E que Marisa nem se atreva a contradizê-lo: Ramiro está profundamente convicto da extrema religiosidade do seu pequenito: a todos garante que "Papa" foi a primeira palavra que calhou sair daquela boquinha virgem.
Sometimes I wonder why the hell I (still) live in Estonia. At first I thought it was about pure hedonism hand-in-hand with my Nordic fetish. Then I got rid of my guilt complex and started believing I was just a normal bachelor addicted to the local beauties. Too short. I also convinced myself life here was easier and cheaper than somewhere in Europe. Or because of the fact all my four novels were written here, in what I started calling the-milky-cow-very-very-milky-literary-theory.
Sad that all the four are about me and myself. Another hypothesis, very true anyway, was related to the great people I’ve met while living in this country: Raili, Eve, Helena, Askur, Teve, Age, Ivar, Erik... They were — still are — absolutely inspiring. Yet now I finally discovered Agnes was the ultimate reason.
Throughout these more than five years of Estonia I thought about going away too many times. To leave the next day, although my attachment made me return always.…
Quando a meta já nem me interessava, ele esbracejou. Estafado, só pensei em desistir, mas ele gritou pelos quatro. E também esperneou, em jeito de ameaça. E eu só prossegui pelo dever e, sinceramente, nem me recordo de quem chegou à frente. Talvez Hans, porventura o esguio Dieter. Ou o cabrão do Klaus. Mas bastou-me sentir aquele seu bafo suado ao receber o testemunho. Apalpar aquela palma sensível num milésimo de ternura. Permiti-me e confiei. Percebi quão Konrad queria ter-nos todos na mão na sua (nossa) recta reta final.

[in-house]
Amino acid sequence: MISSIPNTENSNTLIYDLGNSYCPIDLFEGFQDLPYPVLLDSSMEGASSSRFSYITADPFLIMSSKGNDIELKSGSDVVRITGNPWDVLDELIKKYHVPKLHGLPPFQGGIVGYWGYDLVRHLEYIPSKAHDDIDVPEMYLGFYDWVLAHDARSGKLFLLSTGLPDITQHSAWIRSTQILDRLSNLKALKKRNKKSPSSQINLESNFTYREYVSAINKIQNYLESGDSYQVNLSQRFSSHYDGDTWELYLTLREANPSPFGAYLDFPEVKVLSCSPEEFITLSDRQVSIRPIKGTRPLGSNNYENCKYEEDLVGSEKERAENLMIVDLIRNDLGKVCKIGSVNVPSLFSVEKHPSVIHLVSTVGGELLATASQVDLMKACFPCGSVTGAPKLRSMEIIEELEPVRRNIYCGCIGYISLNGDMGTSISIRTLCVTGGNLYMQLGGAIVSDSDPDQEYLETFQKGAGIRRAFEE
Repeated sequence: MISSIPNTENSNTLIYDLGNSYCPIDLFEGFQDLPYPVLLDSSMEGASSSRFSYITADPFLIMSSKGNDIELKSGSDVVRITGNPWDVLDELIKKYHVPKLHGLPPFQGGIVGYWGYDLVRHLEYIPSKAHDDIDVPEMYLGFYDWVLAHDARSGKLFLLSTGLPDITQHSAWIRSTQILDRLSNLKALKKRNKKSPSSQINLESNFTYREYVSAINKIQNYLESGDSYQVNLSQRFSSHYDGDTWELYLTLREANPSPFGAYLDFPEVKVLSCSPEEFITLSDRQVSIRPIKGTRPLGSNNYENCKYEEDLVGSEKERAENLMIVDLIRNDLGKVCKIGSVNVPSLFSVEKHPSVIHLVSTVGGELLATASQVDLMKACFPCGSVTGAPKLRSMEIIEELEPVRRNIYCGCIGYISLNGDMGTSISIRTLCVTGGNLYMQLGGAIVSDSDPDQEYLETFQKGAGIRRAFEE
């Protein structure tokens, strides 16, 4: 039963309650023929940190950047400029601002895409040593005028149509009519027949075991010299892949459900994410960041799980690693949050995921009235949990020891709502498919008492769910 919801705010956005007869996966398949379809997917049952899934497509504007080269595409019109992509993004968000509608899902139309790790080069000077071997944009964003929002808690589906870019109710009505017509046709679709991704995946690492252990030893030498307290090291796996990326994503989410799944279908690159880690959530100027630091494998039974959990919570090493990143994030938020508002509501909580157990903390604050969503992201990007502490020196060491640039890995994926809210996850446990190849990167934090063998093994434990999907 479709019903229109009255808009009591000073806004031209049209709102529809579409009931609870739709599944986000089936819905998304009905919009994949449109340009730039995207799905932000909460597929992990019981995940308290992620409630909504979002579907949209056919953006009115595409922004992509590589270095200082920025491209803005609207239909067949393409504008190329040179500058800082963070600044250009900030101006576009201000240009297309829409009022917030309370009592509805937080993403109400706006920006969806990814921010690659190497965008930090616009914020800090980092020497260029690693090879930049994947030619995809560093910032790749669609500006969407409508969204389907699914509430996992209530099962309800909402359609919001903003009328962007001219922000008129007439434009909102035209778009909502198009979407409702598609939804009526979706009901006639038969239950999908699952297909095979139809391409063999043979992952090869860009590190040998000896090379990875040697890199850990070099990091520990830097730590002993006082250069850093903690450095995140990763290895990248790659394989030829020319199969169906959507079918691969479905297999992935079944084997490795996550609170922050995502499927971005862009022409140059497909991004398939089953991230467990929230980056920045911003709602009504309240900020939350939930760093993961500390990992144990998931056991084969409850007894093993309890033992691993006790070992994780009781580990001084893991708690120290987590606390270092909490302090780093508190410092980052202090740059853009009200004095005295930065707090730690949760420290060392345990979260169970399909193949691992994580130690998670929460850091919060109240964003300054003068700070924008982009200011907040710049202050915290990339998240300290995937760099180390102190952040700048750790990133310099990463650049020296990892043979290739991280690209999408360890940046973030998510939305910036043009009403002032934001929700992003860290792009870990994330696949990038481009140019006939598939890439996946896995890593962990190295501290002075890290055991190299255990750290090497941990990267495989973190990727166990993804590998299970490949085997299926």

“Ma ei tea...” When I think about the first syllables of an Estonian baby I can imagine “Ma ei tea”... Not “Mama”, let alone “Papa”... Simply “Ma ei tea”.
I explain: not to understand a language can be as annoying as entertaining. Since I can’t follow the full meaning of most conversations around my attention turns selective. I’m always waiting for a sentence I’m able to grab with both hands and process in my mind... That’s how I noticed Estonians just love to say “Ma ei tea!”.
They repeat it over and over, especially women. It seems to me the most natural and spontaneous phrase an average Estonian can pronounce. Still remember when my friend Krista told me her English language teacher had forbidden all students to use “Ma ei tea!” in the classroom.
A national addiction?
I myself embraced the epystemology of “Ma ei tea!” as a personal cause. A tough job, I must admit. Yet, after years of random observation, I feel finally prepared to share my humb…